Afghan President Hamid Karzai said Tuesday that his successor must be chosen soon to “salvage the country,” which appeared to grow more volatile as the day progressed, the Washington Post reports:
In a rare public statement since he has been forced to postpone his departure from office, Karzai addressed hundreds of Afghan leaders gathered in the capital to honor a slain guerrilla commander. Karzai pleaded with the audience to join him in pressuring Ashraf Ghani and Abdullah Abdullah to put aside their differences so they can form a national unity government.
On Tuesday, U.N. Secretary-General Ban Ki-moon made a similar appeal to both of them to work together for a speedy settlement of the political crisis, VOA reports:
In a statement, he noted that in the U.S.-mediated deal in early July, both the candidates agreed to accept the nationwide audit of the presidential runoff results and form a government of national unity. It added that with the main audit completed last week and the announcement of updated results anticipated shortly, the Secretary-General expected the presidential hopefuls to now abide by their commitments to enable Afghanistan’s first peaceful transfer of power.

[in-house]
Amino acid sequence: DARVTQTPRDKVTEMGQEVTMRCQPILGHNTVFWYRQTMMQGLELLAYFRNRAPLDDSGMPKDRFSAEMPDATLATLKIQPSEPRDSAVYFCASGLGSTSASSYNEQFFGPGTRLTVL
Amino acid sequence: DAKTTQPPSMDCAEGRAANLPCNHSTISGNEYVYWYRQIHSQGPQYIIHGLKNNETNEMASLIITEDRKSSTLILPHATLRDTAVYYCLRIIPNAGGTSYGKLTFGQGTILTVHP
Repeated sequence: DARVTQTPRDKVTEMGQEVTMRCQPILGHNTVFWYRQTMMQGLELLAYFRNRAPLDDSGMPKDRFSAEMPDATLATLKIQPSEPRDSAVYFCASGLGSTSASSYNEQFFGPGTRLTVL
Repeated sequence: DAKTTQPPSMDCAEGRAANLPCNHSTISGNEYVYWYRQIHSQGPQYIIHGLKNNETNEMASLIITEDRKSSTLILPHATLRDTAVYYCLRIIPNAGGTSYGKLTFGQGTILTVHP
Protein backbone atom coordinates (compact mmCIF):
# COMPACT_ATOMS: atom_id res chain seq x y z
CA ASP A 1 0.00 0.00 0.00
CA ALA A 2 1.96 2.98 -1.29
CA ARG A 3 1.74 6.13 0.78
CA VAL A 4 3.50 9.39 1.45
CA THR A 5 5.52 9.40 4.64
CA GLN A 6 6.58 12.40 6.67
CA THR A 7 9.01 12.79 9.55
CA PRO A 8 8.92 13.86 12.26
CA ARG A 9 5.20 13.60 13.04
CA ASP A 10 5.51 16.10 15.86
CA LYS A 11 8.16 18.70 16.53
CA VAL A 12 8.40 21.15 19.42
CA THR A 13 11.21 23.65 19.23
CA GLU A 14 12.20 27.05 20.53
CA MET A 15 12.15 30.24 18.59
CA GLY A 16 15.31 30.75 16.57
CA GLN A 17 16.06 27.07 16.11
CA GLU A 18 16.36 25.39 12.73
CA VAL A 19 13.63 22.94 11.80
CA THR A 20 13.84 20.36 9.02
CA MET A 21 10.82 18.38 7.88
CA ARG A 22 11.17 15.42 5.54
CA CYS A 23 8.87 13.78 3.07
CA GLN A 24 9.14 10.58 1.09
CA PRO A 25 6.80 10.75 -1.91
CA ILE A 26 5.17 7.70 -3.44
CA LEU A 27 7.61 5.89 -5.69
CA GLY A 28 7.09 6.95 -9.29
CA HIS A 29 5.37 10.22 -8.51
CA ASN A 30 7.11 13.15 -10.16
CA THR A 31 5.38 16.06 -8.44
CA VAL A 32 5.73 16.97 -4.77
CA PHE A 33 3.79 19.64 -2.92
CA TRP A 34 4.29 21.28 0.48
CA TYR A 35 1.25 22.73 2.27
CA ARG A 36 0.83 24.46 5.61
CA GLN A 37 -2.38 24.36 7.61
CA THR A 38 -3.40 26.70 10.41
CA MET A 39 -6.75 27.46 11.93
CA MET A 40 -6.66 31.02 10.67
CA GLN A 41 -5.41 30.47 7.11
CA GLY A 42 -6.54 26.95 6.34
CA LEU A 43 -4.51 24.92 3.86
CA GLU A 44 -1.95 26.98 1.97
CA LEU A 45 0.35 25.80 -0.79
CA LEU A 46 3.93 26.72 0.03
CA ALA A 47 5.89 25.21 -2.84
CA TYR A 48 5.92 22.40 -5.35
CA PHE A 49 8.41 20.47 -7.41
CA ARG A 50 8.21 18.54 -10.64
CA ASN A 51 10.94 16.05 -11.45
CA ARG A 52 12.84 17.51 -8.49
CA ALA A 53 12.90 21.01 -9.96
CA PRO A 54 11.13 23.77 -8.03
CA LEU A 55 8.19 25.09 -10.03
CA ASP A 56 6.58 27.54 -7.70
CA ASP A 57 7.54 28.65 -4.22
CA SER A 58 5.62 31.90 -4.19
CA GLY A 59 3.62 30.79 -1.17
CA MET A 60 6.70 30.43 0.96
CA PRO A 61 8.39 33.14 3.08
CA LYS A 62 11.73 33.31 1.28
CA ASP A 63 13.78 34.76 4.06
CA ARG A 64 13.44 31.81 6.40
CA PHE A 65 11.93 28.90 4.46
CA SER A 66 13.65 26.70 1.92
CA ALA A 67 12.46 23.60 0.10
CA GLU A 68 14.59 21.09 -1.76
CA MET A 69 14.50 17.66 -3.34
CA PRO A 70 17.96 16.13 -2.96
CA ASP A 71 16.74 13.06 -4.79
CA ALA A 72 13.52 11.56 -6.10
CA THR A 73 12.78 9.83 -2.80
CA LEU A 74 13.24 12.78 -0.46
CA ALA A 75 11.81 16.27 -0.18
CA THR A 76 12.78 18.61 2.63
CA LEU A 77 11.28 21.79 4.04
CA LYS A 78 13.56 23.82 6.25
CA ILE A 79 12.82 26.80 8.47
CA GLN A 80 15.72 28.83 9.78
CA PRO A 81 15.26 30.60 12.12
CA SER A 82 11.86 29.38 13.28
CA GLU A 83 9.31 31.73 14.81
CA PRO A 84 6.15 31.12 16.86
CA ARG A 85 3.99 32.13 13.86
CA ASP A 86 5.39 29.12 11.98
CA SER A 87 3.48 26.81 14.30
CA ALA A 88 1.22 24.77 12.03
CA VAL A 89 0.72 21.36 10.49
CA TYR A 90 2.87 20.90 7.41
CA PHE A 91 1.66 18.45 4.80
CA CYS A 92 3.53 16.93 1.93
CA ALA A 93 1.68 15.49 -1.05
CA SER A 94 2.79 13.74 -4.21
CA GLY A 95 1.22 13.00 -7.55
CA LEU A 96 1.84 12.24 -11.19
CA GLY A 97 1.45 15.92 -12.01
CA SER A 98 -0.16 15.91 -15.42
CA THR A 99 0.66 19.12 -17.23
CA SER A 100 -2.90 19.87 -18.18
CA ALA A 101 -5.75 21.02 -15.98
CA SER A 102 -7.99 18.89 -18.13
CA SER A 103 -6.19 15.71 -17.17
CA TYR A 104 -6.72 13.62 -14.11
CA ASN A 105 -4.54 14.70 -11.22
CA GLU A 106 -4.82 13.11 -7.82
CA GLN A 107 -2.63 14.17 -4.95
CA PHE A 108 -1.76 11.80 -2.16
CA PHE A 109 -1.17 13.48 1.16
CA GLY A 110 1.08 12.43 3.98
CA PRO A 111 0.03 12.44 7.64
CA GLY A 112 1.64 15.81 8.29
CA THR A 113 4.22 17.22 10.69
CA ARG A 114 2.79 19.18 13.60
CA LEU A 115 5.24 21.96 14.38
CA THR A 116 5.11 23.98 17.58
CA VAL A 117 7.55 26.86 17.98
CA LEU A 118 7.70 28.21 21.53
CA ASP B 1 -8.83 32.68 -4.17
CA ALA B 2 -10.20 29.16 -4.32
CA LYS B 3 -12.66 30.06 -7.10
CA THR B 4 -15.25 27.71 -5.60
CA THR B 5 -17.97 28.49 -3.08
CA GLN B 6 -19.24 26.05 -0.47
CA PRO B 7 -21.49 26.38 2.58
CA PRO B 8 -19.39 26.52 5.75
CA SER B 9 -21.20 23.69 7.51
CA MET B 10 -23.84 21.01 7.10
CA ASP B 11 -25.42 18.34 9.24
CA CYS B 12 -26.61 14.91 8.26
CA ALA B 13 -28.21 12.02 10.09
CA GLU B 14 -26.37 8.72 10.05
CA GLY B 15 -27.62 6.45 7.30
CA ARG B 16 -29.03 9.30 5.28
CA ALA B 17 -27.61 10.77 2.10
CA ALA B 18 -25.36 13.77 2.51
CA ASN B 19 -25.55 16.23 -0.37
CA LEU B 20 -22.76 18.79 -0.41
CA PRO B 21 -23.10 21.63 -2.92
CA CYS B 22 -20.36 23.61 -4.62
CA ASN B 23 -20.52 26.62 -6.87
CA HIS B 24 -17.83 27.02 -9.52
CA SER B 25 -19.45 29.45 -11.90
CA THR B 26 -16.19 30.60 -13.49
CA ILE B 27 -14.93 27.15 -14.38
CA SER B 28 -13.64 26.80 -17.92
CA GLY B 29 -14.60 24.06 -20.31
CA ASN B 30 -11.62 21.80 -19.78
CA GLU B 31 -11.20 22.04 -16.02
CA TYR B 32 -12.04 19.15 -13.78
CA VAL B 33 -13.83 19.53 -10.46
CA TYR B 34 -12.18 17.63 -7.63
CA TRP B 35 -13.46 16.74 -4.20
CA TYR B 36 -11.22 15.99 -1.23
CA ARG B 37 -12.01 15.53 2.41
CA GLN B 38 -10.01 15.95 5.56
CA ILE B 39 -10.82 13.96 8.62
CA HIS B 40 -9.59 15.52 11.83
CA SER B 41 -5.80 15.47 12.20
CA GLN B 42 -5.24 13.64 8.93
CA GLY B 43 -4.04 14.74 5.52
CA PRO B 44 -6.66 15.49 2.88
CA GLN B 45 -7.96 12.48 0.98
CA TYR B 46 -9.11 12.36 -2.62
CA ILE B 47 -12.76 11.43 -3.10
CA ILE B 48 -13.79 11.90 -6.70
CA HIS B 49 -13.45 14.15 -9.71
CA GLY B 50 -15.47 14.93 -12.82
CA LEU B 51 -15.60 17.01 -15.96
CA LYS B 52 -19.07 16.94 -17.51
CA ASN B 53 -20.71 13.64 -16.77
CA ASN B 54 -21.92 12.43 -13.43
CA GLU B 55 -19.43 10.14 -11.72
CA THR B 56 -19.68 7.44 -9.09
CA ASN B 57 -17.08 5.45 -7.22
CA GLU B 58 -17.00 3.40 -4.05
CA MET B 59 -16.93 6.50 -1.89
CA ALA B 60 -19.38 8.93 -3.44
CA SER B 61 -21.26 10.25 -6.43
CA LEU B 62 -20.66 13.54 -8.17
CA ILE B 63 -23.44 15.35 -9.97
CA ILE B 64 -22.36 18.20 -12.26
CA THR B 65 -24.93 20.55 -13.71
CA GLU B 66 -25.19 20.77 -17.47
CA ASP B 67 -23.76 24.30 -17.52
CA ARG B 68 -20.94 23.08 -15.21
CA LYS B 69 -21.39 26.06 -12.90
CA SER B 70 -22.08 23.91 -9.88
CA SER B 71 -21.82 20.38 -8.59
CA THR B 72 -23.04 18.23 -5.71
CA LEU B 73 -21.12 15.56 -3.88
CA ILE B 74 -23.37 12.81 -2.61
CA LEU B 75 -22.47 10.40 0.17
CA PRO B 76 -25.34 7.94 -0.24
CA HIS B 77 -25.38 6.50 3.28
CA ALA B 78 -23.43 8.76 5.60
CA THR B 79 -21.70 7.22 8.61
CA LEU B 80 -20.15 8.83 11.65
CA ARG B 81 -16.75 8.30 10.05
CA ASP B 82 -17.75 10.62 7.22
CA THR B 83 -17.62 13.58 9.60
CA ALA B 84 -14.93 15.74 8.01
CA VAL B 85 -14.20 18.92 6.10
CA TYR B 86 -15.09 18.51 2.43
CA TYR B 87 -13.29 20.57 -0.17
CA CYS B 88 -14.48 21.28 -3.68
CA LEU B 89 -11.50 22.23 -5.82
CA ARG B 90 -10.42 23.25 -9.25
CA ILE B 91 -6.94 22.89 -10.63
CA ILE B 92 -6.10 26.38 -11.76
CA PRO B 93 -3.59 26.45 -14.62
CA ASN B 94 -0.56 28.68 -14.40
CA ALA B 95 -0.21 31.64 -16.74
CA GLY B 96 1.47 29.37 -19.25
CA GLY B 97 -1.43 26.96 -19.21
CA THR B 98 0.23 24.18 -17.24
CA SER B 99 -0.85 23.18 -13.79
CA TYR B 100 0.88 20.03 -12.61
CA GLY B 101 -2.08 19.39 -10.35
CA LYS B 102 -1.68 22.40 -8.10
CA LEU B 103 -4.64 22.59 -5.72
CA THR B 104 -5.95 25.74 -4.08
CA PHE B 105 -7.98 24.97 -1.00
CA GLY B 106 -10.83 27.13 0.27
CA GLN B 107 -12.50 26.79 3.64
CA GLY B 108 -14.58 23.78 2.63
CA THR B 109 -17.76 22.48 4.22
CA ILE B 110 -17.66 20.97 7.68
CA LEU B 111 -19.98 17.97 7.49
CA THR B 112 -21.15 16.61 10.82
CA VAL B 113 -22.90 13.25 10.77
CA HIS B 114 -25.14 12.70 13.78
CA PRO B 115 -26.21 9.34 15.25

Perhaps the most significant step is to continue encouraging the creation of a national unity government in which the winning candidate integrates key supporters of the loser’s side, notes SethJones, director of the RAND Corporation’s International Security and Defense Policy Center, and author of “In the Graveyard of Empires: America’s War in Afghanistan.”
This would include appointing supporters to key cabinet posts or provincial governor positions. It might also involve the losing candidate selecting a chief executive officer in a new administration, he writes for the Wall Street Journal:
Most important, the U.S. and other NATO countries need to emphasize that their continued economic and military assistance to Afghanistan is contingent on a resolution of the political crisis. It makes little sense for the U.S. to sign a bilateral security agreement with a country that can’t even agree on its leader.
It would be a tragedy if one or both sides allowed the disputed election to fracture the country and increase the odds of a Taliban military victory—an outcome that neither side wants, and that would harm the Afghan population most of all.